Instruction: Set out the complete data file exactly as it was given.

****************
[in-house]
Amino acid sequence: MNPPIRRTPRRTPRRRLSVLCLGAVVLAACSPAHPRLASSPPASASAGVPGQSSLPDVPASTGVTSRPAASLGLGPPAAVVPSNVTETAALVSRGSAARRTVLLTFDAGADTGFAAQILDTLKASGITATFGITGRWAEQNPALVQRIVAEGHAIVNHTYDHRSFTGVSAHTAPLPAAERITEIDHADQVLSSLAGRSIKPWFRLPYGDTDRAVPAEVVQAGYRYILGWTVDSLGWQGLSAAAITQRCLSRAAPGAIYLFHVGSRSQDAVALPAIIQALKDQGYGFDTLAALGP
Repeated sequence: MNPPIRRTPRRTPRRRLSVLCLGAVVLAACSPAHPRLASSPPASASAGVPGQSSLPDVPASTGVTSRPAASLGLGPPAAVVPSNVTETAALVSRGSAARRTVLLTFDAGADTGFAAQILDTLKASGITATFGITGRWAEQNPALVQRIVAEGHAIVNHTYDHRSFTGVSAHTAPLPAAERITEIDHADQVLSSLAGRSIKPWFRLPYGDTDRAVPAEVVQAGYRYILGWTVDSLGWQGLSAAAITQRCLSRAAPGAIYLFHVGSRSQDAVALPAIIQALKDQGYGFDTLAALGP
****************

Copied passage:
[in-house]
Amino acid sequence: MNPPIRRTPRRTPRRRLSVLCLGAVVLAACSPAHPRLASSPPASASAGVPGQSSLPDVPASTGVTSRPAASLGLGPPAAVVPSNVTETAALVSRGSAARRTVLLTFDAGADTGFAAQILDTLKASGITATFGITGRWAEQNPALVQRIVAEGHAIVNHTYDHRSFTGVSAHTAPLPAAERITEIDHADQVLSSLAGRSIKPWFRLPYGDTDRAVPAEVVQAGYRYILGWTVDSLGWQGLSAAAITQRCLSRAAPGAIYLFHVGSRSQDAVALPAIIQALKDQGYGFDTLAALGP
Repeated sequence: MNPPIRRTPRRTPRRRLSVLCLGAVVLAACSPAHPRLASSPPASASAGVPGQSSLPDVPASTGVTSRPAASLGLGPPAAVVPSNVTETAALVSRGSAARRTVLLTFDAGADTGFAAQILDTLKASGITATFGITGRWAEQNPALVQRIVAEGHAIVNHTYDHRSFTGVSAHTAPLPAAERITEIDHADQVLSSLAGRSIKPWFRLPYGDTDRAVPAEVVQAGYRYILGWTVDSLGWQGLSAAAITQRCLSRAAPGAIYLFHVGSRSQDAVALPAIIQALKDQGYGFDTLAALGP